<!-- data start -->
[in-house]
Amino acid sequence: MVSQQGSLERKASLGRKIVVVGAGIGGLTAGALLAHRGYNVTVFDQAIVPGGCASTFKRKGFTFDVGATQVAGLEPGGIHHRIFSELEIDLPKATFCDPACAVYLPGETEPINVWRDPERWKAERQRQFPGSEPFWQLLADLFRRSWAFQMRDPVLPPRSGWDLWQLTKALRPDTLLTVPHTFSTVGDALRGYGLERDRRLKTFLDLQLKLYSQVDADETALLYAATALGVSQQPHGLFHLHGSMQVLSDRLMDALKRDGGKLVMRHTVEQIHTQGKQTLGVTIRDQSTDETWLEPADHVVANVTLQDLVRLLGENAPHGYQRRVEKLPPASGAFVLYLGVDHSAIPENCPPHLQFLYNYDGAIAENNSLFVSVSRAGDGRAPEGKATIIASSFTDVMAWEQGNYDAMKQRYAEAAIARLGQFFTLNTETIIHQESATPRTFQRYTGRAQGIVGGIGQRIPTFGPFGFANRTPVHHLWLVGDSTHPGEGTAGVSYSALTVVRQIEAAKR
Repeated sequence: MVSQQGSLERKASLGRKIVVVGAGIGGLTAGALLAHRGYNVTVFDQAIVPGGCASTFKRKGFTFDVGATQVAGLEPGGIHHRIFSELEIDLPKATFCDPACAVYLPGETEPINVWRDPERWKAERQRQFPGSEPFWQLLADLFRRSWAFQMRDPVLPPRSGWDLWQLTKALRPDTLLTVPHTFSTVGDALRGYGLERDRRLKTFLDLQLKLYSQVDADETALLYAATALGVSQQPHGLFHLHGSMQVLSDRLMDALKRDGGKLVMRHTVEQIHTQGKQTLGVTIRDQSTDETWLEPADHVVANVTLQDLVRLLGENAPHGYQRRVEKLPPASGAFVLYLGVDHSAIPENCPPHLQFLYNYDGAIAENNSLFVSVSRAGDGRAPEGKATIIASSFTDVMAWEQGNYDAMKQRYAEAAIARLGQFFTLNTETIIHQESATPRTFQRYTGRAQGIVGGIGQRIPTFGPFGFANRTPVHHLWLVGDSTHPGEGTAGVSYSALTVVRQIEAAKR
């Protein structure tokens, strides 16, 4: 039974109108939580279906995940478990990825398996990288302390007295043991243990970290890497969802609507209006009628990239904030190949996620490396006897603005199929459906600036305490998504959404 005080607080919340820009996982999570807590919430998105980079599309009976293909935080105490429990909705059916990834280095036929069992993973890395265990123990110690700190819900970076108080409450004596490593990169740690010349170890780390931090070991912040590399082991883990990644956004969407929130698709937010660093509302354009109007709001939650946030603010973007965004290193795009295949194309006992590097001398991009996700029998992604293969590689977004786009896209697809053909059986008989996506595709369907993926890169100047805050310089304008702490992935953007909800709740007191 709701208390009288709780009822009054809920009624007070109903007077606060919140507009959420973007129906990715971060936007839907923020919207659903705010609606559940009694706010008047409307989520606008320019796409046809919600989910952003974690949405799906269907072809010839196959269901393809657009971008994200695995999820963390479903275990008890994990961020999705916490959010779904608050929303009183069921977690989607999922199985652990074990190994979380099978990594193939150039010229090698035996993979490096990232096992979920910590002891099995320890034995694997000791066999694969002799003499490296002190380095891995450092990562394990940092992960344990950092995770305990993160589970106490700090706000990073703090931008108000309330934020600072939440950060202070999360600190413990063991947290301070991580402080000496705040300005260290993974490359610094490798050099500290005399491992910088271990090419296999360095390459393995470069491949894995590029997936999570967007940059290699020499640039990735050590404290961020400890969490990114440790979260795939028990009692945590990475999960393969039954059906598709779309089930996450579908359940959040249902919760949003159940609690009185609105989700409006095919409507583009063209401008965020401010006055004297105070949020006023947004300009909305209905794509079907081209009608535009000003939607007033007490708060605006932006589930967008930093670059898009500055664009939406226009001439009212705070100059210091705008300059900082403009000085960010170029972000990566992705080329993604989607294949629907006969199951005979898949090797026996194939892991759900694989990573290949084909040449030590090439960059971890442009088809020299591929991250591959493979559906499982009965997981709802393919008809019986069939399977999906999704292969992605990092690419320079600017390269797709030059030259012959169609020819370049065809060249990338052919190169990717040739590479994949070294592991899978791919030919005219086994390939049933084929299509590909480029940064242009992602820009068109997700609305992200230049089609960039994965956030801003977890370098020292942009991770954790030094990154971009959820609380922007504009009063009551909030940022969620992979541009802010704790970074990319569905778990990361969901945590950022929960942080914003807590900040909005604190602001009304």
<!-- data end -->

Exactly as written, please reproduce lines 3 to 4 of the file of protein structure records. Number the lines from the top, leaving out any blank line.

Repeated sequence: MVSQQGSLERKASLGRKIVVVGAGIGGLTAGALLAHRGYNVTVFDQAIVPGGCASTFKRKGFTFDVGATQVAGLEPGGIHHRIFSELEIDLPKATFCDPACAVYLPGETEPINVWRDPERWKAERQRQFPGSEPFWQLLADLFRRSWAFQMRDPVLPPRSGWDLWQLTKALRPDTLLTVPHTFSTVGDALRGYGLERDRRLKTFLDLQLKLYSQVDADETALLYAATALGVSQQPHGLFHLHGSMQVLSDRLMDALKRDGGKLVMRHTVEQIHTQGKQTLGVTIRDQSTDETWLEPADHVVANVTLQDLVRLLGENAPHGYQRRVEKLPPASGAFVLYLGVDHSAIPENCPPHLQFLYNYDGAIAENNSLFVSVSRAGDGRAPEGKATIIASSFTDVMAWEQGNYDAMKQRYAEAAIARLGQFFTLNTETIIHQESATPRTFQRYTGRAQGIVGGIGQRIPTFGPFGFANRTPVHHLWLVGDSTHPGEGTAGVSYSALTVVRQIEAAKR
């Protein structure tokens, strides 16, 4: 039974109108939580279906995940478990990825398996990288302390007295043991243990970290890497969802609507209006009628990239904030190949996620490396006897603005199929459906600036305490998504959404 005080607080919340820009996982999570807590919430998105980079599309009976293909935080105490429990909705059916990834280095036929069992993973890395265990123990110690700190819900970076108080409450004596490593990169740690010349170890780390931090070991912040590399082991883990990644956004969407929130698709937010660093509302354009109007709001939650946030603010973007965004290193795009295949194309006992590097001398991009996700029998992604293969590689977004786009896209697809053909059986008989996506595709369907993926890169100047805050310089304008702490992935953007909800709740007191 709701208390009288709780009822009054809920009624007070109903007077606060919140507009959420973007129906990715971060936007839907923020919207659903705010609606559940009694706010008047409307989520606008320019796409046809919600989910952003974690949405799906269907072809010839196959269901393809657009971008994200695995999820963390479903275990008890994990961020999705916490959010779904608050929303009183069921977690989607999922199985652990074990190994979380099978990594193939150039010229090698035996993979490096990232096992979920910590002891099995320890034995694997000791066999694969002799003499490296002190380095891995450092990562394990940092992960344990950092995770305990993160589970106490700090706000990073703090931008108000309330934020600072939440950060202070999360600190413990063991947290301070991580402080000496705040300005260290993974490359610094490798050099500290005399491992910088271990090419296999360095390459393995470069491949894995590029997936999570967007940059290699020499640039990735050590404290961020400890969490990114440790979260795939028990009692945590990475999960393969039954059906598709779309089930996450579908359940959040249902919760949003159940609690009185609105989700409006095919409507583009063209401008965020401010006055004297105070949020006023947004300009909305209905794509079907081209009608535009000003939607007033007490708060605006932006589930967008930093670059898009500055664009939406226009001439009212705070100059210091705008300059900082403009000085960010170029972000990566992705080329993604989607294949629907006969199951005979898949090797026996194939892991759900694989990573290949084909040449030590090439960059971890442009088809020299591929991250591959493979559906499982009965997981709802393919008809019986069939399977999906999704292969992605990092690419320079600017390269797709030059030259012959169609020819370049065809060249990338052919190169990717040739590479994949070294592991899978791919030919005219086994390939049933084929299509590909480029940064242009992602820009068109997700609305992200230049089609960039994965956030801003977890370098020292942009991770954790030094990154971009959820609380922007504009009063009551909030940022969620992979541009802010704790970074990319569905778990990361969901945590950022929960942080914003807590900040909005604190602001009304």